As the number of caching agents in a group increases, the coarseness of the coarse vector increases, where coarseness may be defined as the number of caching agents represented by a single bit. For example, a coarse vector in mode three has a higher coarseness than one in mode two, which in turn has a higher coarseness than a coarse vector represented in mode one. According to an embodiment, the coarse vector may be incorporated into the entry of the cache lines in the directory 300 to indicate the caching agents, or the group of caching agents, utilizing the cache lines.

An example directory is shown in FIG. 3. The directory 300 includes example entries for six cache lines. In the example shown, each entry may include bits for the cache line. The directory 300 may be a set associative structure as explained earlier. The cache lines may be fixed sizes and aligned on 64 Byte boundaries starting 1s 6 bits of address=0 and ending at the 64th Byte at 1s 6 bits of address=63, two bits for the state, and six bits to identify the caching agents accessing the particular line. The caching agents and groups of caching agents are assigned identifications for the directory entries. The invention is not limited to any particular caching agent identification scheme.

The first cache line entry 301 of the directory 300 is in an invalid state in which no caching agents are accessing this line of cache. The “00” represents the invalid state and the caching agents entry is empty since the cache line is not being used by any caching agents. The next example entry, entry 302, indicates a modified state (“01”) for the cache line, and the caching agent accessing this particular line of cache is caching agent 160 a. The following entry 303 is for an exclusive state (“10”) of the cache line, which is being accessed by, for example, caching agent 160 c. Programmable registers define the mapping between the vector notation and the agent ID notation. The agent ID notation is used to direct transactions and responses to their destination.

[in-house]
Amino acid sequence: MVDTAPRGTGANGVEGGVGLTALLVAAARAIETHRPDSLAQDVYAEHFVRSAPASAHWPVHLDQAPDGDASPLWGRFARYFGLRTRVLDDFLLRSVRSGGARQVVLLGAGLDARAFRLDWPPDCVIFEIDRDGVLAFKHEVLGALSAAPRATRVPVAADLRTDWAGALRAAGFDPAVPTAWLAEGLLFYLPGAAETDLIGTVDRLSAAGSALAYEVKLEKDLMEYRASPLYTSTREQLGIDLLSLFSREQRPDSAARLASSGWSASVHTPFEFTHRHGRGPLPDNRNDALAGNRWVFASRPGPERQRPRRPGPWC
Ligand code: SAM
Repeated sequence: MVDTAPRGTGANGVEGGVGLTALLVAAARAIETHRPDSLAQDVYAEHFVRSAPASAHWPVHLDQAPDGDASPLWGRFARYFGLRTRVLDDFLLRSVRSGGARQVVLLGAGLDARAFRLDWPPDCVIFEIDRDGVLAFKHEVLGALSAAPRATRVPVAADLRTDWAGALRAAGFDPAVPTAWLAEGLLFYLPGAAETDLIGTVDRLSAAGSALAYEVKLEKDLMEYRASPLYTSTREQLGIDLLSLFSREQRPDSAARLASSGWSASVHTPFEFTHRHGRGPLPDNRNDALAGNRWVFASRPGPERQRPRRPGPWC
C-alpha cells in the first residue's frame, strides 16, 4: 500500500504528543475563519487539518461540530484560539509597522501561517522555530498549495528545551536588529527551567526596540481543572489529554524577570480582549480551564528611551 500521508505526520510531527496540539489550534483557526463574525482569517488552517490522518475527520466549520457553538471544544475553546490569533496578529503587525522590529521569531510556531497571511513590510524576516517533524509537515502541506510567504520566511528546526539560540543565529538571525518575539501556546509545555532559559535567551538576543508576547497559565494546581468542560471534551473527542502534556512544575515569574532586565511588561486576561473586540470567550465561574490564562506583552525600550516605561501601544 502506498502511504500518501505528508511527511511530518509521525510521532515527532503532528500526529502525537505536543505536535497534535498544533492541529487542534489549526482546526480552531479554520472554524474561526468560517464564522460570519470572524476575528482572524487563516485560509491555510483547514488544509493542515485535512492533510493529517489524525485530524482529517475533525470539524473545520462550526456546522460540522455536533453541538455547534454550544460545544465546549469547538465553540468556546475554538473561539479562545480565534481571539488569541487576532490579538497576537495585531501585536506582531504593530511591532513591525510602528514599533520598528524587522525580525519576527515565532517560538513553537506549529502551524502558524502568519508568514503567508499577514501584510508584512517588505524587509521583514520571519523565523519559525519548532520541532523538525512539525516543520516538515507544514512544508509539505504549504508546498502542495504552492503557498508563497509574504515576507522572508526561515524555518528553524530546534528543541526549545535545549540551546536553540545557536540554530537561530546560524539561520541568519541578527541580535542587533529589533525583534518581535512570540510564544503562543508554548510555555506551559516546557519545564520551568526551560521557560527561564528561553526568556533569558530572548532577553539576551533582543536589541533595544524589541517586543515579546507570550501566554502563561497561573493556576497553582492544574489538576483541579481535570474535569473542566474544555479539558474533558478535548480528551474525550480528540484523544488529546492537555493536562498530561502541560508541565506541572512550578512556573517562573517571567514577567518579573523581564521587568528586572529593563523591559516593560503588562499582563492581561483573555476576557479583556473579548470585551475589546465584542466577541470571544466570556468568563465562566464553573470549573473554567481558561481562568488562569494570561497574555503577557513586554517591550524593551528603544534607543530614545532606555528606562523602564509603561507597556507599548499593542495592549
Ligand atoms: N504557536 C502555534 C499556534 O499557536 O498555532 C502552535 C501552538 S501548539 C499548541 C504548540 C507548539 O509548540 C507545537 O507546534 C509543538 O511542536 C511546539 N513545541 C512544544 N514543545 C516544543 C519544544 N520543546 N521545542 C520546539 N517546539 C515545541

When cache lines are in the shared state (“11”), as they are in the following three example entries 304, 305, and 306 of the directory 300, groups, and thus modes, may be incorporated into the entries. For example, the fourth and fifth entries 304 and 305 indicate mode two groupings, where the node is identified. In the fourth entry 304, node 293 is identified, indicating that caching agent 160 a and caching agent 160 b may be accessing the fourth-identified cache line. In the fifth entry 305, node 296 is identified, indicating that caching agent 160 g and caching agent 160 h may be accessing this cache line. The last example entry 306 is also an entry for a shared line of cache. In this entry, another group is incorporated, this time grouping caching agents 160 a, 160 b, 160 c, and 160 d together. This group is in mode three, in which the cell may be identified. In the example shown, the cell is cell 291, which includes caching agents 160 a, 160 b, 160 c, and 160 d.

FIG. 4 illustrates an example system 400 utilizing a coherency manager 410 to dynamically change the modes of the caching agents and thus the vector identifying the caching agents in the directory. Caching agents 160 a, 160 c, and 160 e are part of the system 400 illustrated in FIG. 4, although additional caching agents, or fewer caching agents, may form part of the system 400. A directory, such as the directory 300, is also part of the system 400. The caching agents 160 a, 160 c, and 160 e, the coherency manager 410, and the directory 300 may be remote components residing on different computer systems or servers or may be local to a computer system or server.

A caching agent, such as caching agent 160 c as shown in FIG. 4, may request access to a particular cache line. The coherency manager 410 receives and processes the caching agent's request. The caching agents 160 a and 160 e may also request access to a cache line, as the dotted lines from the caching agents 160 a and 160 e to the coherency manager 410 indicate. The processing of the request involves reference to the directory 300. If the caching agent is requesting access to, for example, a shared cache line, the coherency manager 410 may, through a consultation with the directory 300, note that the requested cache line is in a shared state. The coherency manager 410 may allow the requesting caching agent to have shared access to the cache line. If access is requested to an invalid cache line, the requesting caching agent 160 c may also be granted shared access to the cache line, and the cache line's state changes from an invalid state to a shared state.